NEW YORK (AP) — Newspapers from Maine to Hawaii pushed back against President Donald Trump's attacks on "fake news" with a coordinated series of editorials in defense of a free press on Thursday — and, not surprisingly, Trump didn't take it silently.
The campaign was set in motion by an editor at the Boston Globe, which argued in its own editorial that Trump's label of the media as the enemy of the people "is as un-American as it is dangerous to the civic compact we have shared for more than two centuries."
Trump denounced the effort on Twitter, saying the Globe was in collusion with other newspapers.
"There is nothing that I would want more for our country than true FREEDOM OF THE PRESS," the president typed. "The fact is that the press is FREE to write and say anything it wants, but much of what it says is FAKE NEWS, pushing a political agenda or just plain trying to hurt people."
Meanwhile, the U.S. Senate on Thursday passed a resolution with no objections stating that "the press is not the enemy of the people."
Cognizant of heated feelings on the issue, the Globe hired extra security on Thursday, said Jane Bowman, newspaper spokeswoman. "Journalistic outlets have had threats throughout time but it's the president's rhetoric that gives us the most concern," Bowman said.
It was not clear how many newspapers participated. Marjorie Pritchard, the editor who launched the campaign, said earlier in the week that some 350 news organizations indicated they would, but she did not immediately return messages on Thursday. Even with the coordinated effort, there was some significant blowback from newspapers that wrote to say they would not participate.
The Radio Television Digital News Association called on broadcasters and web sites to express support. Since Monday, there have been 2,240 mentions of either "First Amendment" or "free press" by broadcasters across the country, said Dan Shelley, the group's executive director. One TV station, WPSD in Paducah, Kentucky, showed a copy of the First Amendment guaranteeing freedom of the press on its screen before every commercial during newscasts, he said.
"It has been a big source of conversation all across the country," Shelley said. "Just because people are talking about it, it's a victory in my book."
Editorial boards at the Portland (Maine) Press-Herald and the Honolulu Star-Advertiser and many places in between weighed in to support the effort.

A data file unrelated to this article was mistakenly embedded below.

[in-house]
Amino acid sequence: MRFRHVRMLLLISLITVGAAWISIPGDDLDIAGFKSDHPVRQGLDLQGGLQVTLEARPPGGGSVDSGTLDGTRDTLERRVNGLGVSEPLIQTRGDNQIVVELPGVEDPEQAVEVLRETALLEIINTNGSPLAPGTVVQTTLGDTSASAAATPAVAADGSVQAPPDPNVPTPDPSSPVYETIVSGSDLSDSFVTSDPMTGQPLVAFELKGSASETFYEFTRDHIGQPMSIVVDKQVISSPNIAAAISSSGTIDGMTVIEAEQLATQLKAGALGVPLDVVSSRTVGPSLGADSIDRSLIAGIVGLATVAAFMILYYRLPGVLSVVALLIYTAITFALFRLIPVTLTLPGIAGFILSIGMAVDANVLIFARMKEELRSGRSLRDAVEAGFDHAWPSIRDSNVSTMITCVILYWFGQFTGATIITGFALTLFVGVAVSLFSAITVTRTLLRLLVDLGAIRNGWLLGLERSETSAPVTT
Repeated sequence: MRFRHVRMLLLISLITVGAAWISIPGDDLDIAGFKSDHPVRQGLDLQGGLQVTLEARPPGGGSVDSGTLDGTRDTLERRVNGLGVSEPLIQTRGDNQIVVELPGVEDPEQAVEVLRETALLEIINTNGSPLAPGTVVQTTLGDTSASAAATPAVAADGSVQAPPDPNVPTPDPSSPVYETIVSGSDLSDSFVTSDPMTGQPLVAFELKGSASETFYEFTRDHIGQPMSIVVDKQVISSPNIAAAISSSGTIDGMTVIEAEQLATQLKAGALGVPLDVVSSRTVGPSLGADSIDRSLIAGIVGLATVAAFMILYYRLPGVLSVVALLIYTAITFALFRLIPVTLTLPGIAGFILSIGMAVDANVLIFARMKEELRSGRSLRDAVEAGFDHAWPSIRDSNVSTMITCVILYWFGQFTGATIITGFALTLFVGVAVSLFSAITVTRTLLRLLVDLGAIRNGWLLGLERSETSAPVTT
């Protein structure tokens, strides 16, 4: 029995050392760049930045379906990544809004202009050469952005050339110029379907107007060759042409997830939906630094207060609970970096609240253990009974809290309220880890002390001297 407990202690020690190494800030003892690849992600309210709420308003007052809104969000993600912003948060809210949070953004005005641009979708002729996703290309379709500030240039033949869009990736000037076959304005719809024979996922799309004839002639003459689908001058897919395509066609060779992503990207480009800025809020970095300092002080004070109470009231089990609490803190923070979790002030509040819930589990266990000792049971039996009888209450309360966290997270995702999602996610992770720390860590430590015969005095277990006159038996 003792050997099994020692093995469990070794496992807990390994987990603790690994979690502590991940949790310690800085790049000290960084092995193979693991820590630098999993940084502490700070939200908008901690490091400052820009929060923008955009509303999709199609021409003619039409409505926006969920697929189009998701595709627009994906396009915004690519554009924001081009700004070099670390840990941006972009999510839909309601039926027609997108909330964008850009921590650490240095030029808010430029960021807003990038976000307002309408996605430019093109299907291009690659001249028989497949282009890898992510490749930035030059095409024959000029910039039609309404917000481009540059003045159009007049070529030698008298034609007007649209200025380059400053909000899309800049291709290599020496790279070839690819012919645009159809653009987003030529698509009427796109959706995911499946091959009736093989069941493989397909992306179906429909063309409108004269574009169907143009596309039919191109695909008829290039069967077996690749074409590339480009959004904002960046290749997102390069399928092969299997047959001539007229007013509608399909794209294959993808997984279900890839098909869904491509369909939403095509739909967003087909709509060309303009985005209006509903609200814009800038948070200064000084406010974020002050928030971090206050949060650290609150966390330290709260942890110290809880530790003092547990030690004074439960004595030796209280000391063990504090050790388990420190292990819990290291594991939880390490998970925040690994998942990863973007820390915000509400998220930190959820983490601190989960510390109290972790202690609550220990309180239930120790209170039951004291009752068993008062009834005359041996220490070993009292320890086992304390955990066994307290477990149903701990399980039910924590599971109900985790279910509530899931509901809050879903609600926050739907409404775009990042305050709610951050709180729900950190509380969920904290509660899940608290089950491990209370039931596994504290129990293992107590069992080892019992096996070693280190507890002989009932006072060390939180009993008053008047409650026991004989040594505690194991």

"The true enemies of the people — and democracy — are those who try to suffocate truth by vilifying and demonizing the messenger," wrote the Des Moines Register in Iowa.
In St. Louis, the Post-Dispatch called journalists "the truest of patriots." The Chicago Sun-Times said it believed most Americans know that Trump is talking nonsense. The Fayetteville (North Carolina) Observer said it hoped Trump would stop, "but we're not holding our breath."
The Morning News of Savannah, Georgia, said it was a confidant of the people.
"Like any true friend, we don't always tell you what you want to hear," the Morning News said. "Our news team presents the happenings and issues in this community through the lens of objectivity. And like any true friend, we refuse to mislead you. Our reporters and editors strive for fairness."
The New York Times encouraged readers to subscribe to a local newspaper. "We're all in this together," the Times said.
That last sentiment made some journalists skittish. Some newspapers, including the Wall Street Journal, the San Francisco Chronicle, the Times-Picayune in New Orleans, the Rome (N.Y.) Daily Sentinel and the Richmond (Virginia) Times-Dispatch, contained editorials or columns explaining why they weren't joining the Globe's effort. Some worried that it played into the hands of Trump and his supporters who think the media is out to get him. The idea of a coordinated campaign simply left others cold, with one newspaper referencing a longtime rivalry.
"We prize our independence, both from government and from other media outlets," the New York Daily News wrote. "Coordination, especially with Boston, isn't in our nature."
There was also some scolding of the press — from the press — for letting distaste for Trump show up where it shouldn't in news stories.
"Just as his lack of restraint has often been the president's self-inflicted wound, the bias of some of the press has hurt journalism, at the very moment when it is most needed to save itself," said the Pittsburgh Post-Gazette. "It is time for a truce."
It remains unclear how much sway the effort will have. Newspaper editorial boards overwhelmingly opposed Trump's election in 2016. Polls show Republicans have grown more negative toward the news media in recent years: Pew Research Center said 85 percent of Republicans and Republican-leaning independents said in June 2017 that the news media has a negative effect on the country, up from 68 percent in 2010.
At the Capital Gazette in Annapolis, Maryland, where five staff members were killed by a gunman in June, editors said Thursday they were not participating in the effort because they care more about what the community thinks than the president. But Trump can do some good by giving a Presidential Medal of Freedom to one of the slain employees, Wendi Winters, who had tried to stop the gunman by charging at him before being killed, they said.
"The president could use the occasion of presenting the medal to Wendi's family as a moment of change in his approach toward those whose job it is to question his presidency," the newspaper's editorial board wrote. "He could honor her work by expressing his belief in the importance of journalism to our country — even when he feels unfairly treated."
Associated Press correspondents Ted Anthony, Alanna Durkin Richer, Hannah Fingerhut, Skip Foreman, Amanda Kell, Jack Jones, Herb McCann, David Runk and Juliet Williams contributed to this report.